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Report - N Corah & Sons, St Margaret's Works Leicester, Aug 2013

Discussion in 'Industrial Sites' started by dweeb, Aug 19, 2013.

  1. dweeb

    dweeb Super Moderator
    Staff Member Moderator

    Oct 20, 2005
    Likes Received:
    This place has been done to death, and rightly so. Huge industrial complexes of this size and age are a rarity in Britain these days, and Corah can fill the better part of a day and you can still leave and miss huge chunks.

    I started out exploring derelict hosiery factories as a teenager. Back then the small Leicestershire town of Hinckey, which was described as the "cradle and home of the Hosiery trade" offered some very nice derelict factories for the budding explorer to see. It was these hosiery factories that taught me there was romance in industry, that in some cases there was very old and interesting things to find in derelict factories and most importantly the skills of hunting for access, playing the waiting game and how to avoid getting caught. I also took my very first 'exploring' photo in a hosiery factory.

    Skip past a decade and I've done it all from climbing 200 foot chimneys to crawling around deep underground in mines, but I never lost that romance and curiosity I held for the hosiery industry and it's associated buildings. Corah could really be described as the daddy of them all. The complex is a mish mash of styles and ages of buildings, cobbled together as the firm grew. It is commonplace to see fancy brickwork and bricked up windows on internal walls throughout the works, as one building was built against another. Another curiosity is the constant crossing of bridges tacked onto the side of buildings to join the new addition to the rest of the works.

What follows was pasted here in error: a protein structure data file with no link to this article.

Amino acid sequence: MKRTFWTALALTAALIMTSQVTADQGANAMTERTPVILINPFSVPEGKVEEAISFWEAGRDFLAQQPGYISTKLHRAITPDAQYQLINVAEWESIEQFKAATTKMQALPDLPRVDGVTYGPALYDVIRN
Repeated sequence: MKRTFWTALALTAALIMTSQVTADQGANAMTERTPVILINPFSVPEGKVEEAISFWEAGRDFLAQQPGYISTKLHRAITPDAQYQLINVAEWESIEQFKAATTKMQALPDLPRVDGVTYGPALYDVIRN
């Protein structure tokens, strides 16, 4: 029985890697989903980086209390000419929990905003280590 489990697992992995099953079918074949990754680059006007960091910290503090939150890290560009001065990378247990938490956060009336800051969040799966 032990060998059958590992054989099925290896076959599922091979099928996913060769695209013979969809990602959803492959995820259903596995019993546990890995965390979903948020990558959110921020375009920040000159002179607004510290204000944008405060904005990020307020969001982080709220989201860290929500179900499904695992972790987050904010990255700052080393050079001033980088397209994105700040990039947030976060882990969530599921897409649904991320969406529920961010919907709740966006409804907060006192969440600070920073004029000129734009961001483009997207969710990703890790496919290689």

Obviously the time to have seen this place was when Corah actually ceased trading. After this much of the works was split up into various uses, and a small portion of the place is still in use from everything from costume hire to the building's original purpose, hosiery manufacture.

    I've been here several times but I was not really very happy with my photos, so as I was in the area to see my folks I thought I'd swing past and spend a bit of time poking about and taking some snaps. Here are the fruits of my labour.

    A very early view of the works, and a picture of the party thrown to celebrate the work's electric lighting installation, from my personal collection.




    28corah-25_zpsc784a12d.jpg 28corah-24_zps92d93be0.jpg


    28corah-22_zpsb70b7666.jpg 28corah-19_zps678b16e4.jpg



    Note the Mather and Platt water powered bell.

    28corah-17_zpsefb60aec.jpg 28corah-15_zps70e70337.jpg



    28corah-13_zpse2f458f3.jpg 28corah-12_zps7dc9b97b.jpg

    28corah-11_zpsdaf4ebf4.jpg 28corah-7_zpsf610ee28.jpg



    Ornate brickwork on what is now an internal wall is exposed as the woodwork rots away

    Ornate ironwork hidden by not one, but two suspended ceilings

    Ditto, with a nice lampshade also hanging above

    Another example of an external feature which is now inside a later addition

    Firewatchers tower, which still contains squat bunk beds



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